Researchers for the first time examined the Olfactory Receptor (OR) repertoire encoded in 13 mammalian species and found that African elephants have the largest number of OR genes ever characterized; more than twice that found in dogs and five times more than in humans.

The authors then examined genome sequences from 13 placental mammals and identified over 10,000 OR genes in total. The repertoire of OR genes found in any given species was highly unique - only three OR genes were shared and evolutionarily conserved amongst all 13 mammals.

The African elephant had the most extensive olfactory repertoire with almost 2,000 OR genes. "The functions of these genes are not well known but they are likely important for the living environment of African elephants," said author Yoshihito Niimura. "Apparently an elephant's nose is not only long but also superior."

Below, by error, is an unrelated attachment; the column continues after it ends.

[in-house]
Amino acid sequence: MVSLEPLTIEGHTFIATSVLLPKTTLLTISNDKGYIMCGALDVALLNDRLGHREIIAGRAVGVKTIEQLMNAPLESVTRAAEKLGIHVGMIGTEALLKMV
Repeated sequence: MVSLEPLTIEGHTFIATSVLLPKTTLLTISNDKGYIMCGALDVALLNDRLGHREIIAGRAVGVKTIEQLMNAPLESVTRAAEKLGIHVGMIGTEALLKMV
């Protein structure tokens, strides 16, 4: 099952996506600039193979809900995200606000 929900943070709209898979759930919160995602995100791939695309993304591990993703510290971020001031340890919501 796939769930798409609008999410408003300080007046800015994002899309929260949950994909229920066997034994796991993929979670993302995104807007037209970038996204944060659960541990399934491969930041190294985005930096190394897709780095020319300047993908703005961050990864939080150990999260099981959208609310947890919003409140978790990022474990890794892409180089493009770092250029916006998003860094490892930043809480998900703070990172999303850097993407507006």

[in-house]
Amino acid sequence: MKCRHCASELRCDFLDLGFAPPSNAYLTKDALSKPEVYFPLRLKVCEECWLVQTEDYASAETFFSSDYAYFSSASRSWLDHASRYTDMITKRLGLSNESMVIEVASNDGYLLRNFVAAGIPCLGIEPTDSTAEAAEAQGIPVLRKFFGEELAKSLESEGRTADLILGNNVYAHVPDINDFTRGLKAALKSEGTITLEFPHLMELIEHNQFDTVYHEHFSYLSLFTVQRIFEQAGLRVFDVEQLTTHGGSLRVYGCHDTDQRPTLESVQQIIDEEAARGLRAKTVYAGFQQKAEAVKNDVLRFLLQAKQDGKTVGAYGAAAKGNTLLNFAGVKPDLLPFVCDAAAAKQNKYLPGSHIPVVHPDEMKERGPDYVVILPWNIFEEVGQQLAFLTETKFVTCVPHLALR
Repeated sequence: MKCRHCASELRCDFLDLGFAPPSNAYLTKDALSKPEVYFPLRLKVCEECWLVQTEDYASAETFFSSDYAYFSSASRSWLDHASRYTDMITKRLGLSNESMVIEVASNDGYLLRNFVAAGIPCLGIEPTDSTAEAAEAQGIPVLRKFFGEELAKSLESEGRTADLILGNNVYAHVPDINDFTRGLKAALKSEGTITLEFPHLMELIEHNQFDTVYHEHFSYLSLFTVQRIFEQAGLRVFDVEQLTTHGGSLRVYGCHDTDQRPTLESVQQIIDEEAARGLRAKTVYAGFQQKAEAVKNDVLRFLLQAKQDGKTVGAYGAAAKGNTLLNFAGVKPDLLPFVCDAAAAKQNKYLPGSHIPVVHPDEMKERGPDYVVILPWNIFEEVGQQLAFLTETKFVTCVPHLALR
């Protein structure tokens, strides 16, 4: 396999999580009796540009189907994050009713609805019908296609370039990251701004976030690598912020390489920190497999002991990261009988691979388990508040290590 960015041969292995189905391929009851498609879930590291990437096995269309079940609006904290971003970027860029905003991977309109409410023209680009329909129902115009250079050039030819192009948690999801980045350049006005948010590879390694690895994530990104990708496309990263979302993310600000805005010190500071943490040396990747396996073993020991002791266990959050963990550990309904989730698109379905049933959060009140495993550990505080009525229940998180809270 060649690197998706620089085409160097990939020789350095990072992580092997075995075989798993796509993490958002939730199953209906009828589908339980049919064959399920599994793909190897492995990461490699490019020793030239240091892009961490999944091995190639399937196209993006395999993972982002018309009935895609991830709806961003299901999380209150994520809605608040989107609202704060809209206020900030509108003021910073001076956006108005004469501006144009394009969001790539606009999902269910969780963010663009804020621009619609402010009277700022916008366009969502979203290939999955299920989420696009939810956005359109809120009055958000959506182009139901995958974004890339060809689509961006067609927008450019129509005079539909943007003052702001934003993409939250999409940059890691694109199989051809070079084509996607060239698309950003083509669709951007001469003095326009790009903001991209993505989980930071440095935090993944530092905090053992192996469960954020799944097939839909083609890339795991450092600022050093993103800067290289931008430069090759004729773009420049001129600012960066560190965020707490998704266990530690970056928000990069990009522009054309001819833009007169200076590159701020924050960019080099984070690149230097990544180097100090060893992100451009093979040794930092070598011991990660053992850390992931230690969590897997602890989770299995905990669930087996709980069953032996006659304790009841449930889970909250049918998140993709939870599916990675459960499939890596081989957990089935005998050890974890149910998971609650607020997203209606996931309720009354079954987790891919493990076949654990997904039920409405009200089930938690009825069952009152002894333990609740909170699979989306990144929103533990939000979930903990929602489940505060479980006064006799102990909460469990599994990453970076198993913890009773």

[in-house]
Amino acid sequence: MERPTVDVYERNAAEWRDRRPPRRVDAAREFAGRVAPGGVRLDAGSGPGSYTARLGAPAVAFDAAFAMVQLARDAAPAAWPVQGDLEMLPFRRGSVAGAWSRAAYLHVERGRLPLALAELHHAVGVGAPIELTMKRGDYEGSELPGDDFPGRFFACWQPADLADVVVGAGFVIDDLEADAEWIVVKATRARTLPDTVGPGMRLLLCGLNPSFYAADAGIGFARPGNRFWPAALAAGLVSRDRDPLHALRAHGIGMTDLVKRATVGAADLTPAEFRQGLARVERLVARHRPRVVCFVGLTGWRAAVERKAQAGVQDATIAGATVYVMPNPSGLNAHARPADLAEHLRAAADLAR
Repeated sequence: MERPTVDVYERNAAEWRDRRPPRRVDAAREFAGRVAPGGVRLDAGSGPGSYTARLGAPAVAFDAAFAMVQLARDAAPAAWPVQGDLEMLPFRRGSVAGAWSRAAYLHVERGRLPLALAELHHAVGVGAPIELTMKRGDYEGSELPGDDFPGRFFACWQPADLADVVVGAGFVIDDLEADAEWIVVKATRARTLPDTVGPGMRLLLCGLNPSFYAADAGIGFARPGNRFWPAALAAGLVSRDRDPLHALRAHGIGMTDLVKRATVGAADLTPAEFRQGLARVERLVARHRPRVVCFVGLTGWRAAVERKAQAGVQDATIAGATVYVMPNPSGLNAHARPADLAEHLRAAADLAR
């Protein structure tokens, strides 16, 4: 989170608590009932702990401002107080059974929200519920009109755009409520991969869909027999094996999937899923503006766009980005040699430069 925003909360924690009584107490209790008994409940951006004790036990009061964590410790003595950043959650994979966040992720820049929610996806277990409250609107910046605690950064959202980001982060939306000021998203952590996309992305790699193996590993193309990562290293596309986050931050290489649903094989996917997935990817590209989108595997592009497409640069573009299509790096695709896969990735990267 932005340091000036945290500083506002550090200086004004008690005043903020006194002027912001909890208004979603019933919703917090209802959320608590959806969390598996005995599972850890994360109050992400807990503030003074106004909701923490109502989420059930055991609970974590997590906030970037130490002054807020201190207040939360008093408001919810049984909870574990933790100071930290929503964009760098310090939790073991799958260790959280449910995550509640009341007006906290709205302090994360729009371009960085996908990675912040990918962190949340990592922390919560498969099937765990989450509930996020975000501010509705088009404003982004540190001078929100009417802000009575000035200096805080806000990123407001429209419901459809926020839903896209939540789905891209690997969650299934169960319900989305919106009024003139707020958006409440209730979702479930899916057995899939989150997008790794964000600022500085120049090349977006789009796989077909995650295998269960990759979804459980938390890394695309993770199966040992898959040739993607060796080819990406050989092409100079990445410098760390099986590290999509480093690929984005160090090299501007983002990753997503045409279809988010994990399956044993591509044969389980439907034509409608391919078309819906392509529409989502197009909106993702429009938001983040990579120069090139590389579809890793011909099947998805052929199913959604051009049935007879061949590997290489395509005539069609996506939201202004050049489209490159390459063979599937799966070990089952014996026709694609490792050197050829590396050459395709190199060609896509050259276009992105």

Conversely humans along with our primate relatives have much fewer numbers of OR genes compared to all other species examined possibly as a result of our diminished reliance on smell as our visual acuity improved.

Scientists traced the evolutionary histories of OR genes using a novel computational tool to deduce ancestral genes and then examined their duplication or loss in each species.


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People build bridge out of plastic bottles in Romanian city

NEW DELHI: The city of Timisoara in western Romania on Wednesday inaugurated a 23-metre (75 feet) bridge made entirely of over 157,000 collected plastic bottles tied together with wires, an AFP report said. The disposed bottles were collected by over 500 volunteers from the city to warn against the devastating effects of litter. The volunteers helped to build the bridge also.